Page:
In the new Channel 4 prison drama series Screw, Laura Checkley can be seen playing regular character Jackie, one of the prison guards alongside a cast including Nina Sosanya and Jamie-Lee O’Donnell, with the show airing on Thursdays at 9pm. Amongst her numerous screen roles, Laura plays Mrs Blocker in In My Skin, Maz in the feature film Military Wives and Louise in Detectorists. Laura is well-known for playing Terri King, a role of which was written specially for her, in King Gary on BBC across all episodes, and she was part of comedy duo Checkley & Bush with Victoria Bush. Speaking with us, Laura tells us about her role of Jackie in Screw on Channel 4, playing Terri King in King Gary and being part of Military Wives.
You are currently playing Jackie in the new Channel 4 series Screw, what is the character like to play and can you say more about her?
Jackie is a straight-talking, no-nonsense, foul-mouthed kind of mother figure of C Wing. She likes to think of herself as Leigh’s unofficial number two. She’s fair and kind but she’s no mug. You don’t cross her. She’s the first to get stuck in if it kicks off and then have a laugh about it a bit later. She takes the job seriously but not herself, she’s got a great sense of humour. She’s a joy to play and she’s got some great one-liners.
Can you tell us about the series and who do you think it will appeal to?
Screw is a prison drama set in an overcrowded and underfunded male prison. It centres around the lives and relationships of the prison officers on C Wing. It’s a real uncensored look at the prison system and those serving it.
It’s high-paced, with loads of twist and turns but it’s funny too. It will get you really hooked and you’ll be desperate to know what happens next.
How was the experience filming Screw and working with the rest of the cast?
I’ve spent a lot of time in comedy so doing drama after all this time felt pretty daunting at first. But I soon chilled out after rehearsals and meeting everyone. Learning about the prison service was an incredible experience. We did research and training with real prison officers pre-filming which was invaluable and hugely eye-opening. The set is incredible too. It’s purpose-built on three floors, it took my breath away when we first walked on set. It felt so real that escaping into the world really wasn’t difficult at all.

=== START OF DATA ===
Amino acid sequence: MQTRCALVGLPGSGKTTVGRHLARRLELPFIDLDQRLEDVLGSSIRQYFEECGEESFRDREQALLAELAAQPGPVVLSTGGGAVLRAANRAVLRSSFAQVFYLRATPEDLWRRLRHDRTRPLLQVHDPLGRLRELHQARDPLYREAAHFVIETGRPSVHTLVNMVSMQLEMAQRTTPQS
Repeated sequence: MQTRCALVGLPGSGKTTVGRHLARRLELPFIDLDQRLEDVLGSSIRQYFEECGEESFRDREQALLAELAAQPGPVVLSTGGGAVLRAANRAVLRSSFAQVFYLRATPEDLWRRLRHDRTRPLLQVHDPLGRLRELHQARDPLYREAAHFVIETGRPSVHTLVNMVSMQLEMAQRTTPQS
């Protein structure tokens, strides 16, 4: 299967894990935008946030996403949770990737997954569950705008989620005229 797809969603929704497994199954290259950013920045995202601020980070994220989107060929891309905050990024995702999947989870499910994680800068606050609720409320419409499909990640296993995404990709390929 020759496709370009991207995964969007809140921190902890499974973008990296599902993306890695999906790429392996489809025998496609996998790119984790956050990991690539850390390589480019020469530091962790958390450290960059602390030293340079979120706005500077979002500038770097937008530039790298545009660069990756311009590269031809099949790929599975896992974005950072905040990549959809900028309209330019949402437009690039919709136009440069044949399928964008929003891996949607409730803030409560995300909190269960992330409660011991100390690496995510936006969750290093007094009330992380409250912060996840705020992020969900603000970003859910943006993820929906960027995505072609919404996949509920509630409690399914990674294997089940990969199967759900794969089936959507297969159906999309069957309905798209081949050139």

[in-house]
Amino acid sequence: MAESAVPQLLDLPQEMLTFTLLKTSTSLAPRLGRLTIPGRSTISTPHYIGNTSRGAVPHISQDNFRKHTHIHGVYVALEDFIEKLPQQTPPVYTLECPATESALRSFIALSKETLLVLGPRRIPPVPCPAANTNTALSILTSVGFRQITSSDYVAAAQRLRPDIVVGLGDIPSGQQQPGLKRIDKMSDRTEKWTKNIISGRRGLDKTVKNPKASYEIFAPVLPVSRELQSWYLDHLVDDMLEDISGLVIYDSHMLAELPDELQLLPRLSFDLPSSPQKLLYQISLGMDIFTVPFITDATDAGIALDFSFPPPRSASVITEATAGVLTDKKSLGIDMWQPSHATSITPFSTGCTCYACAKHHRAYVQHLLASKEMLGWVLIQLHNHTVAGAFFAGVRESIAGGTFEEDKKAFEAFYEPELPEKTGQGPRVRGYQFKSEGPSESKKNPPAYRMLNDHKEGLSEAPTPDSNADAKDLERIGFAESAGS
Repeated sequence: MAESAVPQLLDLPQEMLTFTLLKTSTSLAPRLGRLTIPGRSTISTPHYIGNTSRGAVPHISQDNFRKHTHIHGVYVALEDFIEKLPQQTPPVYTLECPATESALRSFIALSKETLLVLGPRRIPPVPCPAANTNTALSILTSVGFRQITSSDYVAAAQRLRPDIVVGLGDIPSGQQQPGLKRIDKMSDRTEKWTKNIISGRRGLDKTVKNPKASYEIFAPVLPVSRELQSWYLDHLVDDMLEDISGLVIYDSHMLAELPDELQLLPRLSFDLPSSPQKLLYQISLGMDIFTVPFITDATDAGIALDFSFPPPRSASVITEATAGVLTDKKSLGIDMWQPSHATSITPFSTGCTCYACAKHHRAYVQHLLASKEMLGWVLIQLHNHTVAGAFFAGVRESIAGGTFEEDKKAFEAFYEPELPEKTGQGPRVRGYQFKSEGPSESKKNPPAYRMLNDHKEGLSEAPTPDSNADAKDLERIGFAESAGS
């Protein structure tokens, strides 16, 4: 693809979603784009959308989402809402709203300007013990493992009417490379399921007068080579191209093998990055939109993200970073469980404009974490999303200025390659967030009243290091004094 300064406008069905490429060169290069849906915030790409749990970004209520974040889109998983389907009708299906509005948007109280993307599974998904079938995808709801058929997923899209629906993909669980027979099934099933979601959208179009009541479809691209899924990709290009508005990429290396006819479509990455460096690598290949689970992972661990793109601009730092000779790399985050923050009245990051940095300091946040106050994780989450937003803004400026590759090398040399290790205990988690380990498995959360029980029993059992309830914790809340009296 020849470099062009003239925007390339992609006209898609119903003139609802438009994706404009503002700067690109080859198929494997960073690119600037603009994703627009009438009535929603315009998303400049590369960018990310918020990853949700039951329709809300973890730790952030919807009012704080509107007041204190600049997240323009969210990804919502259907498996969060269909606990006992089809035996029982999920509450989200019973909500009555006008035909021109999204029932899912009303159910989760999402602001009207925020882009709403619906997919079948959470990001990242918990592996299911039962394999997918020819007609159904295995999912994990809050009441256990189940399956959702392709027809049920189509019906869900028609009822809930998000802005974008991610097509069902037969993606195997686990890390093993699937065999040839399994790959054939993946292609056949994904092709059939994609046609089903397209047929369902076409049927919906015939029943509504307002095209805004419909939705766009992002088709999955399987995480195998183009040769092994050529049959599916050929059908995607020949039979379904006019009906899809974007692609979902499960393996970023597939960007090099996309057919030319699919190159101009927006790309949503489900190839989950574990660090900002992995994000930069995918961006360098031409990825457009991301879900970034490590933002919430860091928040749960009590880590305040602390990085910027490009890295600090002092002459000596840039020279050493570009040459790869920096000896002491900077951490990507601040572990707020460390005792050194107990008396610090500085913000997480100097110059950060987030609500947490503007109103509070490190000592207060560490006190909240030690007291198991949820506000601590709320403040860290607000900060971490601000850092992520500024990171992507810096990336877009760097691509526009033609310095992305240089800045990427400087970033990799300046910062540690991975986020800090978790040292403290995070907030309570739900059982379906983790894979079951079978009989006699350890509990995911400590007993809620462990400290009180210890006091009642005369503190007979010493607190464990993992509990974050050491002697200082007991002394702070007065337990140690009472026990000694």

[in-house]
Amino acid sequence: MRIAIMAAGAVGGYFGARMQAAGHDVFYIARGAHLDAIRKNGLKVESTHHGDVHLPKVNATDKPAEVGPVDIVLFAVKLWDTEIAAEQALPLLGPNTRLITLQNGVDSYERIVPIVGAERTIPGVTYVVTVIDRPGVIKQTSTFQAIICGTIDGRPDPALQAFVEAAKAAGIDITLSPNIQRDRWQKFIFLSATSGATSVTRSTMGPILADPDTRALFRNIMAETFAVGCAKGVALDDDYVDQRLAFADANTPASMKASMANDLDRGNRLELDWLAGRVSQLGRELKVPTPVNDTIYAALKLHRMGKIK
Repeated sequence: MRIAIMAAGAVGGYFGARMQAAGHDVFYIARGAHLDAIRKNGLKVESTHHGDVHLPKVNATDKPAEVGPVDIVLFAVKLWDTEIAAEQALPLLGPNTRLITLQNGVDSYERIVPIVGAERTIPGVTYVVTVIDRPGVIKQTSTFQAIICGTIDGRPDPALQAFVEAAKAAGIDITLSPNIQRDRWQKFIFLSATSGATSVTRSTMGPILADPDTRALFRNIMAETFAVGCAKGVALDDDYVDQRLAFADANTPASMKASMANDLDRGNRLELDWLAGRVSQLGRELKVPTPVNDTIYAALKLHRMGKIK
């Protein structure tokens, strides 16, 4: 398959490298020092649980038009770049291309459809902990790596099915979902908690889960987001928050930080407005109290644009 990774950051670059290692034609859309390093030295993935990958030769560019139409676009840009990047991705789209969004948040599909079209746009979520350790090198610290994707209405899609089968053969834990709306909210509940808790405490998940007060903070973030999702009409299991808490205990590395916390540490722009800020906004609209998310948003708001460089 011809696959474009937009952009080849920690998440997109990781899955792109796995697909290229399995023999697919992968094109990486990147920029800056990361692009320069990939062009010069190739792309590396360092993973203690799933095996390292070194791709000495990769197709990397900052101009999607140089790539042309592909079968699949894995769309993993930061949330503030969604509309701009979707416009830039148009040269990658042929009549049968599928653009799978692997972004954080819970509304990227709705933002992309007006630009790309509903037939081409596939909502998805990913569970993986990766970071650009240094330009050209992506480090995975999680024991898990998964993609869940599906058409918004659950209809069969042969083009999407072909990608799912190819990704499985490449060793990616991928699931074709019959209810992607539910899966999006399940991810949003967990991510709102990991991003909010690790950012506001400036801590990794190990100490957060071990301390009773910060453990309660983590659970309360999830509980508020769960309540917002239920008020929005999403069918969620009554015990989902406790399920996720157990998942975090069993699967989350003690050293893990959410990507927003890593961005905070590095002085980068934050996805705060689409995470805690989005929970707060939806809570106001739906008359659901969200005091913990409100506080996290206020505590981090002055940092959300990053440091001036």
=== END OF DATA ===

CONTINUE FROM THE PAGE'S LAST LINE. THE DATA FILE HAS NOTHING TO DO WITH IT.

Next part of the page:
Can you tell us about the BBC comedy series King Gary and your character Terri King?
King Gary is a big silly sitcom with loads of laughs and loads of heart. It follows the King family with geezer diva Gary and his straight-talking childhood sweetheart Terri at the helm. They are best mates just trying to do their best to keep up with the Joneses. But they are haphazard goofballs and always fall short, which inevitably gets them into all sorts of ridiculous situations. My character Terri has got a big heart and a big gob, which inevitably lands her in all sorts of trouble. She is often getting the wrong end of the stick and wading in with her size nines before she has all the facts. But she means well and will always have your back. I like to call her Tornado Tel, because she swoops in, wreaks havoc and leaves everyone else to clear up the mess. She’s a joy to play.
What drew you to the script and what do you enjoy most about filming and being on set?
I was hugely lucky because the part of Terri was actually written for me so I’ll never forget reading the script for the first time. It’s rare as an actor to pick up a script knowing that the role was made for you. I get to do it all, from the silly physical stuff right down to the hearty stuff. James De Frond and Tom Davis just know how to write for women and it’s a dream to be a part of. Being on the King Gary set is bloody sublime. We laugh like drains and adore each other. The cast and crew are like family. To be honest, I’ve never been on a happier and more supportive set.
How was it seeing the response to the first series and having your performance and the show be nominated for awards?
The response has been overwhelming and I’m so over the moon it has resonated with so many people. I can’t tell you how many messages I get every day thanking me and the cast for bringing joy and laughter into their lives. That’s all that matters, to be honest, not awards or reviews. King Gary is made for the people I love and grew up with so it’s a pretty special feeling knowing they love it as much as we love making it.